In real, population-adjusted terms, Retail Sales are at the level we first reached in September 2004.
With today's release of the Consumer Price Index, we can now dig a bit deeper into the "real" data, adjusted for inflation and against the backdrop of our growing population.
The first chart shows the complete series from 1992, when the U.S. Census Bureau began tracking the data in its current format. I've highlighted recessions and the approximate range of two major economic episodes.
The Tech Crash that began in the spring of 2000 had relatively little impact on consumption. The Financial Crisis of 2008 has had a major impact. After the cliff-dive of the Great Recession, the recovery in retail sales has taken us (in nominal terms) 15.7% above the November 2007 pre-recession peak to a record high.
Here is the same chart with two trendlines added. These are linear regressions computed with the Excel Growth function.
The green trendline is a regression through the entire data series. The latest sales figure is 4.0% below the green line end point.
The blue line is a regression through the end of 2007 and extrapolated to the present. Thus, the blue line excludes the impact of the Financial Crisis. The latest sales figure is 18.8% below the blue line end point.
We normally evaluate monthly data in nominal terms on a month-over-month or year-over-year basis. On the other hand, a snapshot of the larger historical context illustrates the devastating impact of the Financial Crisis on the U.S. economy.
The "Real" Retail Story: The Consumer Economy Remains at a Recessionary Level
How much insight into the US economy does the nominal retail sales report offer? The next chart gives us a perspective on the extent to which this indicator is skewed by inflation and population growth. The nominal sales number shows a cumulative growth of 166.7% since the beginning of this series. Adjust for population growth and the cumulative number drops to 113.9%. And when we adjust for both population growth and inflation, retail sales are up only 25.0% over the past two-plus decades. With this adjustment, we're now at a level we first reached in September 2004.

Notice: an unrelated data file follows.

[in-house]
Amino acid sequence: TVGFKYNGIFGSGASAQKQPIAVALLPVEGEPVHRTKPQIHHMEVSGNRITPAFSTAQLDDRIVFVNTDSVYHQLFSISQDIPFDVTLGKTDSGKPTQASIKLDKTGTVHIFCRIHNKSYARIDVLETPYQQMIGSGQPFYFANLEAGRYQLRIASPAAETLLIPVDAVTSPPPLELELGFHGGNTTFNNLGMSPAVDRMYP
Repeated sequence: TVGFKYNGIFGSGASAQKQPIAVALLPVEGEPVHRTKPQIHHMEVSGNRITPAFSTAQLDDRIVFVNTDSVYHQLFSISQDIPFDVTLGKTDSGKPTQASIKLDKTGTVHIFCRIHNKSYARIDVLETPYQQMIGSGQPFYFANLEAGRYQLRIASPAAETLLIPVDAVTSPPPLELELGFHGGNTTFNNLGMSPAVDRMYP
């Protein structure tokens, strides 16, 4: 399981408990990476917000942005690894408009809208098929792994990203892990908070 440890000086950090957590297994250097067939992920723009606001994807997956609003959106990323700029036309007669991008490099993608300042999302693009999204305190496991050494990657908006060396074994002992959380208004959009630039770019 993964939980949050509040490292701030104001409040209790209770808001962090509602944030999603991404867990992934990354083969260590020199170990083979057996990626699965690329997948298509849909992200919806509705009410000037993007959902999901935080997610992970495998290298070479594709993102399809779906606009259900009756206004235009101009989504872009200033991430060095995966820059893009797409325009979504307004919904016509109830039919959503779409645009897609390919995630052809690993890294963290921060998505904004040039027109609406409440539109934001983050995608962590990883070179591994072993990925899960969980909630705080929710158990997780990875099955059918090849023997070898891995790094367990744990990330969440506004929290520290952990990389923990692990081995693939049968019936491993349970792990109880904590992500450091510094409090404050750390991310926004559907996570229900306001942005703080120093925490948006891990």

Let's continue in the same vein. The charts below give us a rather different view of the U.S. retail economy and the long-term behavior of the consumer. The sales numbers are adjusted for population growth and inflation. For the population data I've used the Bureau of Economic Analysis mid-month series available from the St. Louis FRED with a linear extrapolation for the latest month. Inflation is based on the latest Consumer Price Index. I've used the seasonally adjusted CPI as a best match for the seasonally adjusted retail sales data. The latest retail sales with the dual adjustment declined 0.1% month-over-month, and the adjusted data is only up 1.4% year-over-year.
Consider: Since January 1992, the U.S. population has grown about 25% while the dollar has lost about 42% of its purchasing power to inflation. Retail sales have been recovering since the trough in 2009. But the "real" consumer economy, adjusted for population growth, is 3.7% below its all-time high in January 2006.
As I mentioned at the outset, nominal month-over-month retail sales were up 0.2%. Let's now examine Core Retail Sales, a version that excludes auto purchases.
By this analysis, adjusted Core Retail Sales were up 0.1% in June from the previous month, up only 0.9% year-over-year and down 1.8% from its record high in November 2007.
The Great Recession of the Financial Crisis is behind us, a close analysis of the adjusted data suggests that the recovery has been frustratingly slow. The reality is that, in "real" terms — adjusted for population growth and inflation — consumer sales remain below the level we saw at the peak before the last recession.